Around 4,600 jobs are being cut at Rolls-Royce over the next two years, the firm has announced.
The engineering giant said the roles were being shed in an effort to slash costs by another £400m a year.
According to the group, the bulk of these job cuts will affect the UK workforce and will be made over the next two years, with around a third expected by the end of 2018.
Rolls-Royce said the overhaul, which follows its announcement in January that it plans to slash its five operating businesses to three core units, will affect support functions and management, including within engineering.
Unite the union said the company was cutting “too deep and too fast”, and said the job losses would have a “dire” economic impact on communities where Rolls-Royce is a major employer.
“There is a real danger that Rolls-Royce will cut too deep and too fast with these jobs cuts, which could ultimately damage the smooth running of the company and see vital skills and experience lost,” said Unite’s Steve Turner.
“Over the coming days Unite will be working with Rolls-Royce, relevant agencies and other employers to find people affected alternative employment and to retain skills in the aerospace sector.”
Warren East, chief executive of Rolls-Royce, said making the business “more streamlined” with “pace and simplicity at its heart” would allow the company to generate “significant” profitable growth.
He added: “We have made progress in improving our day-to-day operations and strengthening our leadership, and are now turning to reduce the complexity that often slows us down and leads to duplication of effort.
“It is never an easy decision to reduce our workforce, but we must create a commercial organisation that is as world-leading as our technologies.”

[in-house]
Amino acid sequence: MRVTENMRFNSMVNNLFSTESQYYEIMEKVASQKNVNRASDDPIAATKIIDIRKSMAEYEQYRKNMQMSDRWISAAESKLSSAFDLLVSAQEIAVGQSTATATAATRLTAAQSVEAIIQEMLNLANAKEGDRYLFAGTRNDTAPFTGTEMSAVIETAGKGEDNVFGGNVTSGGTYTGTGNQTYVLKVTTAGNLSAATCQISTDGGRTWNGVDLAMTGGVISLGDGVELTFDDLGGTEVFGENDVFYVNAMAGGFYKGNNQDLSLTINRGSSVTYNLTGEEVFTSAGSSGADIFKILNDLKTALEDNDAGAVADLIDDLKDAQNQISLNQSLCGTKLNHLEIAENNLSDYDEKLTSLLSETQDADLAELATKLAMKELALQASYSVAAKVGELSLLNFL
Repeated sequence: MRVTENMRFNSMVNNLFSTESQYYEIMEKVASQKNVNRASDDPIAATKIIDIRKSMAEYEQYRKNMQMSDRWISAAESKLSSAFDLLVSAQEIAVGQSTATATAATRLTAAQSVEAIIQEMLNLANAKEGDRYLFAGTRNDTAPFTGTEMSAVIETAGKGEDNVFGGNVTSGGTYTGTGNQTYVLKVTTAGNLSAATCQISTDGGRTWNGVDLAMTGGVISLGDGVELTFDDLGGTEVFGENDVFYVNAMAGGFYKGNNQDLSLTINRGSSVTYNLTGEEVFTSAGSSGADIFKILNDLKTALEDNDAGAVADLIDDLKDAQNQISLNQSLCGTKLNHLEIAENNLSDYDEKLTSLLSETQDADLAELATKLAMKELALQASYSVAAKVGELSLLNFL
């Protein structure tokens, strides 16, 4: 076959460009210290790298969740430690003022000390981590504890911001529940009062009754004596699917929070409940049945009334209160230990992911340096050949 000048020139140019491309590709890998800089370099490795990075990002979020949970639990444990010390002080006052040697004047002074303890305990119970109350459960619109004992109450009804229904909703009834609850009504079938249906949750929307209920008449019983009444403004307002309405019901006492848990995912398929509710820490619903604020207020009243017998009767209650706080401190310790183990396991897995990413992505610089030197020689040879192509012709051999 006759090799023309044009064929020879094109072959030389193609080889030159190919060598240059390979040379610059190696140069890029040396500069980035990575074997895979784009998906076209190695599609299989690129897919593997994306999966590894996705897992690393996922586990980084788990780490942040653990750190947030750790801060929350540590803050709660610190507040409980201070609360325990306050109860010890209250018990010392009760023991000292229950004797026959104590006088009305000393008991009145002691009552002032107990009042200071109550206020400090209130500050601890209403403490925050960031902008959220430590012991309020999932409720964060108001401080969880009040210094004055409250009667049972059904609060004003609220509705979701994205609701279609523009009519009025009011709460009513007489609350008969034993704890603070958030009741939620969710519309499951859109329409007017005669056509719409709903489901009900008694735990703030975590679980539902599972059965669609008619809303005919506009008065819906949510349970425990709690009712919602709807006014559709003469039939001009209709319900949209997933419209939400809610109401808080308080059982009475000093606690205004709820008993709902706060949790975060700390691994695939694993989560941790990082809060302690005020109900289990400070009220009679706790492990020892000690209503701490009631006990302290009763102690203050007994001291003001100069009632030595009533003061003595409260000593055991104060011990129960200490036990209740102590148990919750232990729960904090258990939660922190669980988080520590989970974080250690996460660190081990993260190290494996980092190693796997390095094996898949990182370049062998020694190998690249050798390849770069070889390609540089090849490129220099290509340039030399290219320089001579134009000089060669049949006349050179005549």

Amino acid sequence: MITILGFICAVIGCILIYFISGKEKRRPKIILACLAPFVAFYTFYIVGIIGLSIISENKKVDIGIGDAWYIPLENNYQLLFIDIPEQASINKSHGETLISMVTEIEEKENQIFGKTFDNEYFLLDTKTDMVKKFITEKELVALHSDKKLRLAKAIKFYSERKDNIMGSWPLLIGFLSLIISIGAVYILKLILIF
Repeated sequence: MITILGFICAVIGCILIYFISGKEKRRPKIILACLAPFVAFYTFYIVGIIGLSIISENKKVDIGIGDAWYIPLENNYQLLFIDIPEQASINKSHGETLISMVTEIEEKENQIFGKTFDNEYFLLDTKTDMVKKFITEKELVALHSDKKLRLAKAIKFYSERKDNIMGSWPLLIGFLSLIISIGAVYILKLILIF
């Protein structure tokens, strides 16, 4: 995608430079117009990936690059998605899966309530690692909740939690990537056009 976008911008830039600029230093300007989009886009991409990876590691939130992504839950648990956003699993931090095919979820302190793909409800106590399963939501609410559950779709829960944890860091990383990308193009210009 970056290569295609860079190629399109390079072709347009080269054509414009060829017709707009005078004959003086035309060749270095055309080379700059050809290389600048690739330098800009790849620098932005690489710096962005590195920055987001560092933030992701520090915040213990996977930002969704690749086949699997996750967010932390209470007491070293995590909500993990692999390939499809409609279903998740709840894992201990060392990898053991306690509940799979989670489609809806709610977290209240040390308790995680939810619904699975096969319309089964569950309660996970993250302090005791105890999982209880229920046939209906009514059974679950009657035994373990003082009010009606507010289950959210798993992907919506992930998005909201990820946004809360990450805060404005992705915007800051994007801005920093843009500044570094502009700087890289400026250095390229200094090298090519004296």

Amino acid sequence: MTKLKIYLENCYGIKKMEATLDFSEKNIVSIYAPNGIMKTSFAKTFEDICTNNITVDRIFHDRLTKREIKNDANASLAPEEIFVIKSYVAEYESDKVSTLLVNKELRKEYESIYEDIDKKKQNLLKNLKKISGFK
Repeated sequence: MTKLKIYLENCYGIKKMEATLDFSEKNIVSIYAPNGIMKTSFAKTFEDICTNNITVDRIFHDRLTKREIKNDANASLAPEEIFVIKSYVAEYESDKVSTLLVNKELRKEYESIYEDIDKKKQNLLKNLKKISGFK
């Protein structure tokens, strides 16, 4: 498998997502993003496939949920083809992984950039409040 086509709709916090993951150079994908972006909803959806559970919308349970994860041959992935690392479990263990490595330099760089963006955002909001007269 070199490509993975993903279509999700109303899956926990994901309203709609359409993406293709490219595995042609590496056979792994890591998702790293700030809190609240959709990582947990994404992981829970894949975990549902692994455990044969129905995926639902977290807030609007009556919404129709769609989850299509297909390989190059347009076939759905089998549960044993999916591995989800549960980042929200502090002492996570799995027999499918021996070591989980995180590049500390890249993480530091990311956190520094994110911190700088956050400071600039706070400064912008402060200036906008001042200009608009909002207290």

But the company insisted it would honour a previous pledge not to impose compulsory redundancies on union-represented staff, including at its sites in Derby, Hucknall and Annesley.
A government spokesperson said Whitehall was in regular contact with the company over its plans to cut jobs: “This is clearly an uncertain time for affected employees and their families and Jobcentre Plus Rapid Response stands ready to help people back into employment as soon as possible.”
Earlier this week, the group said it had discovered technical problems with a number of its Package B Trent 1000 engines, used in Boeing planes. Dealing with the issue will add to costs already racked up by the discovery of problems with its Package C Trent 1000 engines, revealed in March.
Rolls-Royce has warned that Brexit will probably have a negative impact on the business, due to global supply chain disruptions. Ahead of the EU referendum in 2016, Mr East told his staff to vote Remain because the engine maker is better off in the EU.
Meanwhile, the Confederation of British Industry boss said on Wednesday that the UK motor industry faces “extinction” if the UK leaves the EU customs union after Brexit.
Shares in Rolls-Royce rose 3 per cent in early trading on Thursday. Russ Mould at AJ Bell said: “Reducing costs is typically applauded by shareholders as it tends, in the short-term at least, to boost the profit and cash flow of which they are part owners.
“Although it will be little compensation to those affected, it would be inaccurate to describe this as a slash and burn exercise by Rolls-Royce management. Chief executive Warren East has been arguing for some time that there is duplication of roles within the business and the company’s cash generation has consistently disappointed.”